Players of Warri Wolves have again called on the Delta State government to offset their unpaid wages to help motivate them in the Glo Premier League title race.
Wolves, despite coming off a week-long strike over unpaid wages, thumped title rivals, Sunshine Stars, 3-0 with a commanding performance that saw Gbolahan Salami score a hat-trick.
Three of the influential players, who pleaded to speak with supersport.com after Saturday’s match, confirmed that they have been paid three out of six months salaries owed them but insisted that they are still unhappy with other financial obligation yet to be met by the club and its sponsor, the Delta State government.
“Most of us are family men and the major bread-winners in our family. Imagine not being paid for months. We are grateful that we have been paid three months out of the six months salaries we are owed but to be honest most of those money have gone into paying debt and tuition fees of our children,” one of the players lamented.
Another Wolves star told supersport.com: “It is not what we expected as we had high hope of receving all of our money. Unfortunately we got just three months and I personally think we will be motivated if we are paid off our money as we are still in the title race and can win this. But right now the whole team is not so happy though like they say half bread is better than none. I still think that paying us everything we are owed will motivate us to win the title.”
The third player reeled out that the cost of living is biting on him and some of the players who have wives and children to cater for as well as other dependants. “We do not have any other profession other than football. Some of us have to pay rent for the accommodation where our families live. We also have to pay tuition fees and other bills to run the home. Football is not a profession in which one can actually practice forever. That’s the reason we are calling on the government and the club to pay us our money as we are grateful for the part-payment so far.”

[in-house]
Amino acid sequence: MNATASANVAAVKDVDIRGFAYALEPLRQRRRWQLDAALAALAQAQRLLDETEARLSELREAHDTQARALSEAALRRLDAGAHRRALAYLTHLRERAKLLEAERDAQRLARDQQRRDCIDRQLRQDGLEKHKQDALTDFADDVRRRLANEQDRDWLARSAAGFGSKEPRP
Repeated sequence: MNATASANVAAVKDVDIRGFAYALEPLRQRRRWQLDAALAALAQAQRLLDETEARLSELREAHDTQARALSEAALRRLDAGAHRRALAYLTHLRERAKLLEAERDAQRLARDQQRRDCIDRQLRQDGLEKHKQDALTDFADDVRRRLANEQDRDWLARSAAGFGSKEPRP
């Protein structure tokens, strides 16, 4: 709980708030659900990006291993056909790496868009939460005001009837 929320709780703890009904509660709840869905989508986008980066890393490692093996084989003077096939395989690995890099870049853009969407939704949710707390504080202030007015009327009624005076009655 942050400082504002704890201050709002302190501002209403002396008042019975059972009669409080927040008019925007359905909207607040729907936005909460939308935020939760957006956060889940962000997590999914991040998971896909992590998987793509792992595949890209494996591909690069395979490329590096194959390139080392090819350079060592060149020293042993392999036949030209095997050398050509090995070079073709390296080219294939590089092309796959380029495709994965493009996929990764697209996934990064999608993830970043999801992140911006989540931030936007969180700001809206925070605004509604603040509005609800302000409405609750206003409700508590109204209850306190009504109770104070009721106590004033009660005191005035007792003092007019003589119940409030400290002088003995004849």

Already the League Management Company (LMC), which oversees the running of the top flight in Nigeria, had written to Wolves’ management to remind it of a 60-day deadline to pay up their players or face a six-point deduction. That deadline elapses on October 24.
“You are hereby reminded that the 60-day period, within which you are expected to remedy the breach, will lapse on the 24th October, 2015. Be advised that your club wull become liable to the initial deduction of six (6) points, should you fail to meet the deadline,” part of the LMC letter to Wolves read.
The LMC also urged the players of Wolves “to adhere to the grievance procedure and the rules and regulations of the league” as stated in the competition’s framework and rules which allows the players to give a 45-day notice to the club and 15 days for the LMC to resolve any dispute including financial obligation.
Players of Wolves claim they are still owed three months salaries, 115 per cent signing-on fees from last season as well as 10 league match bonuses and seven bonuses in the Caf Confederation Cup.
Warri Wolves, owned and financed by the Delta State government, are currently second in the standings of the Glo Premier League with 55 points, three behind leaders, Enyimba.